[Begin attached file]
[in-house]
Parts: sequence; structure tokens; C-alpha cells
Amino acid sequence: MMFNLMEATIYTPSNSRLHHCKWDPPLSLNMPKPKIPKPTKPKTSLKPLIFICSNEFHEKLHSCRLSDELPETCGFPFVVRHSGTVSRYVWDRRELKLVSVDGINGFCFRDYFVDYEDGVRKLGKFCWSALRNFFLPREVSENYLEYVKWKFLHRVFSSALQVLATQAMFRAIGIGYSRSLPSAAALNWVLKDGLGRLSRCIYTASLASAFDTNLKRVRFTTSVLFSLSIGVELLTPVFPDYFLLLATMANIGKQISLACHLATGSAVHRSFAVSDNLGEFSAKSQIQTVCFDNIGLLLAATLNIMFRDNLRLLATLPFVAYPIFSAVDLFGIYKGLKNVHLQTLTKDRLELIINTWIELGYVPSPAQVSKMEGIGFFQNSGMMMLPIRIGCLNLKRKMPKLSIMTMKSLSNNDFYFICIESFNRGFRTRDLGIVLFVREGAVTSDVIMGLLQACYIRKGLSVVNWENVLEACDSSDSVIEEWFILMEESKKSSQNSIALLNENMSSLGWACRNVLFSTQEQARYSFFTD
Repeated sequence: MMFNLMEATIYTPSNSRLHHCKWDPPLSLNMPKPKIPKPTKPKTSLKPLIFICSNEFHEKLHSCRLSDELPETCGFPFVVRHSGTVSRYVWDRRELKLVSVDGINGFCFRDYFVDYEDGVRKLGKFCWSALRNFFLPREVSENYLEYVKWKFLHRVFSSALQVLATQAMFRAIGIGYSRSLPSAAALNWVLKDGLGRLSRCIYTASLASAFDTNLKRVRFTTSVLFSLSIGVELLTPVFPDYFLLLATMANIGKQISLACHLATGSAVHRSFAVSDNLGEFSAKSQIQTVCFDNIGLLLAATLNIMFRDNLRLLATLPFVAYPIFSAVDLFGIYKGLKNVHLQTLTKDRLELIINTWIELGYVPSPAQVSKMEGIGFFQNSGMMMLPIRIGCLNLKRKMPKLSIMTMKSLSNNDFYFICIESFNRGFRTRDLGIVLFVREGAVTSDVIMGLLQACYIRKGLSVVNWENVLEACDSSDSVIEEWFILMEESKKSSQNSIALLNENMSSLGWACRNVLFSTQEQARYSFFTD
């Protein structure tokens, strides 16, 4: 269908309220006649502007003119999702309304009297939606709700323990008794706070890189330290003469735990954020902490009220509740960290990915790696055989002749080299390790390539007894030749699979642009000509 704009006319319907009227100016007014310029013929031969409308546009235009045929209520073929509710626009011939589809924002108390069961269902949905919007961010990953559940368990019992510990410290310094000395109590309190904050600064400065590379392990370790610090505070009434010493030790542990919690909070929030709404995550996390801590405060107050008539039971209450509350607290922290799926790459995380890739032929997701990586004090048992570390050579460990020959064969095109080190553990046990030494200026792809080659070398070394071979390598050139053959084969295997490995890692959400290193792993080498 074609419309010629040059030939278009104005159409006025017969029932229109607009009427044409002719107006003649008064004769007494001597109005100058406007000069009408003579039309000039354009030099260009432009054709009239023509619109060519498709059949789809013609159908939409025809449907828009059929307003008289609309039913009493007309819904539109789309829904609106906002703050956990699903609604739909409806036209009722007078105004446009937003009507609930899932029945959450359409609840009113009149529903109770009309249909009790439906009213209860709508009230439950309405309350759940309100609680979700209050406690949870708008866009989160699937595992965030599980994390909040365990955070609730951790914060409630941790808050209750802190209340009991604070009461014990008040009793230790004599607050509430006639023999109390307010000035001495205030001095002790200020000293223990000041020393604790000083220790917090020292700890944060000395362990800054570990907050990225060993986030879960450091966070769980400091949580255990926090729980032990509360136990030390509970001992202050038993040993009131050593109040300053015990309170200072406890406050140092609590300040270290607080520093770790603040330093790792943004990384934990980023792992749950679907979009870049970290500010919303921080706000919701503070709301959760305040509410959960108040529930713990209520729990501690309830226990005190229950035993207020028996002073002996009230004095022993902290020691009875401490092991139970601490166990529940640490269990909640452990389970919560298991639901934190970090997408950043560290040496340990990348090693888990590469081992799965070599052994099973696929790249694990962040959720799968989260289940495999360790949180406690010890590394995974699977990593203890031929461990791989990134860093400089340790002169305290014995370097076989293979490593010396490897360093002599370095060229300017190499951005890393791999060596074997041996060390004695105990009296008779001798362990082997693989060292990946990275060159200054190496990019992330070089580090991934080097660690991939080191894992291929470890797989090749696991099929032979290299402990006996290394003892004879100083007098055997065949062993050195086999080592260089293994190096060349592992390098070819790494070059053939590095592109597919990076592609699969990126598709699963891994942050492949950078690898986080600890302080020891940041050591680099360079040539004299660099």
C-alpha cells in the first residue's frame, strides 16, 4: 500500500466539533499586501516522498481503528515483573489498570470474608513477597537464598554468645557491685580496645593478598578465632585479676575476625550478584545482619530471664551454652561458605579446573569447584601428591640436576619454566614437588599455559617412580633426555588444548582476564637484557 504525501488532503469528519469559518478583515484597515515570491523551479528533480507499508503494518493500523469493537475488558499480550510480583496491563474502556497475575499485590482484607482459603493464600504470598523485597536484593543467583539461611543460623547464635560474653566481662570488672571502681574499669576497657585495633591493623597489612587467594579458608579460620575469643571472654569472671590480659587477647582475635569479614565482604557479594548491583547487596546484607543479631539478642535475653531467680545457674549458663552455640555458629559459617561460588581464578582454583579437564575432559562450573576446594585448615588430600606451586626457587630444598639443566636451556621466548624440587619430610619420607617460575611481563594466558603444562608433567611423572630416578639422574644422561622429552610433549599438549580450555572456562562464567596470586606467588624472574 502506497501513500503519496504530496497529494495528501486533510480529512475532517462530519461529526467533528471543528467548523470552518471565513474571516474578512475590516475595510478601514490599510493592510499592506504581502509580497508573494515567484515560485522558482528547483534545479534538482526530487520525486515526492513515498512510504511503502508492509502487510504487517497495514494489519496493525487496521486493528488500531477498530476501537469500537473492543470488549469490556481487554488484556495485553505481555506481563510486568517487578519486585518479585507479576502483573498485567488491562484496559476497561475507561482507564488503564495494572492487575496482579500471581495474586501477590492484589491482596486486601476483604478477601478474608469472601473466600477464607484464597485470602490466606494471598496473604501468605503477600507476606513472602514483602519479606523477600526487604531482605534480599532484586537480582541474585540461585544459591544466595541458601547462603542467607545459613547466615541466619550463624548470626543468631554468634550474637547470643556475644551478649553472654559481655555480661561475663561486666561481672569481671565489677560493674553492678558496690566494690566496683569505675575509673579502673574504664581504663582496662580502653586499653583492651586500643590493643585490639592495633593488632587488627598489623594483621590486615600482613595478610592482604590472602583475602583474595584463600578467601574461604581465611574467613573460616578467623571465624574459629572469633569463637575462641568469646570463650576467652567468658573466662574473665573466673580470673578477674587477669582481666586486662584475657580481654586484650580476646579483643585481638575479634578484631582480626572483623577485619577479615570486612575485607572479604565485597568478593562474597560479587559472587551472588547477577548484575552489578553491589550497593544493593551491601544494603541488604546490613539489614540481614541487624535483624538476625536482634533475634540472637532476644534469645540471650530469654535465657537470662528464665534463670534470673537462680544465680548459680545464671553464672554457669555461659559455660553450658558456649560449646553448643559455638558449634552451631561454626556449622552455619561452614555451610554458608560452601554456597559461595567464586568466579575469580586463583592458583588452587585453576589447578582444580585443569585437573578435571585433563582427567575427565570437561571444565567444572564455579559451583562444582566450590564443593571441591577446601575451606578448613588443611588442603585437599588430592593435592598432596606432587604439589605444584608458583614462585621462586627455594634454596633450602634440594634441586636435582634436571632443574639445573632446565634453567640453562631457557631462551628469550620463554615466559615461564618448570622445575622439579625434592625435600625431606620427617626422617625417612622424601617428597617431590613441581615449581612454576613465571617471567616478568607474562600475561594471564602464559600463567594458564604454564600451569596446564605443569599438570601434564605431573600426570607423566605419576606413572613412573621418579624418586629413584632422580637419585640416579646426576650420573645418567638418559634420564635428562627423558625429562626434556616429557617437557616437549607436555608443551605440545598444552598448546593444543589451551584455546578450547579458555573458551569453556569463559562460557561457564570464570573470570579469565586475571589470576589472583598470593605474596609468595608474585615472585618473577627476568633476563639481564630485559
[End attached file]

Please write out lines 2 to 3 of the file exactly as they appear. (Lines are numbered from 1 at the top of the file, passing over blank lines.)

Parts: sequence; structure tokens; C-alpha cells
Amino acid sequence: MMFNLMEATIYTPSNSRLHHCKWDPPLSLNMPKPKIPKPTKPKTSLKPLIFICSNEFHEKLHSCRLSDELPETCGFPFVVRHSGTVSRYVWDRRELKLVSVDGINGFCFRDYFVDYEDGVRKLGKFCWSALRNFFLPREVSENYLEYVKWKFLHRVFSSALQVLATQAMFRAIGIGYSRSLPSAAALNWVLKDGLGRLSRCIYTASLASAFDTNLKRVRFTTSVLFSLSIGVELLTPVFPDYFLLLATMANIGKQISLACHLATGSAVHRSFAVSDNLGEFSAKSQIQTVCFDNIGLLLAATLNIMFRDNLRLLATLPFVAYPIFSAVDLFGIYKGLKNVHLQTLTKDRLELIINTWIELGYVPSPAQVSKMEGIGFFQNSGMMMLPIRIGCLNLKRKMPKLSIMTMKSLSNNDFYFICIESFNRGFRTRDLGIVLFVREGAVTSDVIMGLLQACYIRKGLSVVNWENVLEACDSSDSVIEEWFILMEESKKSSQNSIALLNENMSSLGWACRNVLFSTQEQARYSFFTD